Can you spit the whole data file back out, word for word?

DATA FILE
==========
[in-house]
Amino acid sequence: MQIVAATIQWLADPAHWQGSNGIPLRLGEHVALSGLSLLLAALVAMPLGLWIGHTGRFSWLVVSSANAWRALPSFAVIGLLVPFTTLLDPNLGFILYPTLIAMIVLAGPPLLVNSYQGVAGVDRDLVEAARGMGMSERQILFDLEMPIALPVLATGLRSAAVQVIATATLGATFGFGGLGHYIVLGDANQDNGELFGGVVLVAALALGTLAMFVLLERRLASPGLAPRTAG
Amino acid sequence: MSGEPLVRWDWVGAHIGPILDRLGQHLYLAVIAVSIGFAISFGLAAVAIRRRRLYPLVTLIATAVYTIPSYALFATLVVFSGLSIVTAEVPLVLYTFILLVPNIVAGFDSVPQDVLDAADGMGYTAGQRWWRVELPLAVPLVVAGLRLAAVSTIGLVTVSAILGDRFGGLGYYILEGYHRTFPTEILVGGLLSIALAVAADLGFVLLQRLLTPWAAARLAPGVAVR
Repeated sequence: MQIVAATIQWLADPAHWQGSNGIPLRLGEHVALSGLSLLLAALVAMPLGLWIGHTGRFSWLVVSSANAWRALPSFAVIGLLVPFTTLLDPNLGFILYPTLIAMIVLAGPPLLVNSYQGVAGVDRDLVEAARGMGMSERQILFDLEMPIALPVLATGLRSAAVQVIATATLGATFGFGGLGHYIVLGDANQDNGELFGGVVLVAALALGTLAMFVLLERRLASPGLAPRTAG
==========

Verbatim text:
[in-house]
Amino acid sequence: MQIVAATIQWLADPAHWQGSNGIPLRLGEHVALSGLSLLLAALVAMPLGLWIGHTGRFSWLVVSSANAWRALPSFAVIGLLVPFTTLLDPNLGFILYPTLIAMIVLAGPPLLVNSYQGVAGVDRDLVEAARGMGMSERQILFDLEMPIALPVLATGLRSAAVQVIATATLGATFGFGGLGHYIVLGDANQDNGELFGGVVLVAALALGTLAMFVLLERRLASPGLAPRTAG
Amino acid sequence: MSGEPLVRWDWVGAHIGPILDRLGQHLYLAVIAVSIGFAISFGLAAVAIRRRRLYPLVTLIATAVYTIPSYALFATLVVFSGLSIVTAEVPLVLYTFILLVPNIVAGFDSVPQDVLDAADGMGYTAGQRWWRVELPLAVPLVVAGLRLAAVSTIGLVTVSAILGDRFGGLGYYILEGYHRTFPTEILVGGLLSIALAVAADLGFVLLQRLLTPWAAARLAPGVAVR
Repeated sequence: MQIVAATIQWLADPAHWQGSNGIPLRLGEHVALSGLSLLLAALVAMPLGLWIGHTGRFSWLVVSSANAWRALPSFAVIGLLVPFTTLLDPNLGFILYPTLIAMIVLAGPPLLVNSYQGVAGVDRDLVEAARGMGMSERQILFDLEMPIALPVLATGLRSAAVQVIATATLGATFGFGGLGHYIVLGDANQDNGELFGGVVLVAALALGTLAMFVLLERRLASPGLAPRTAG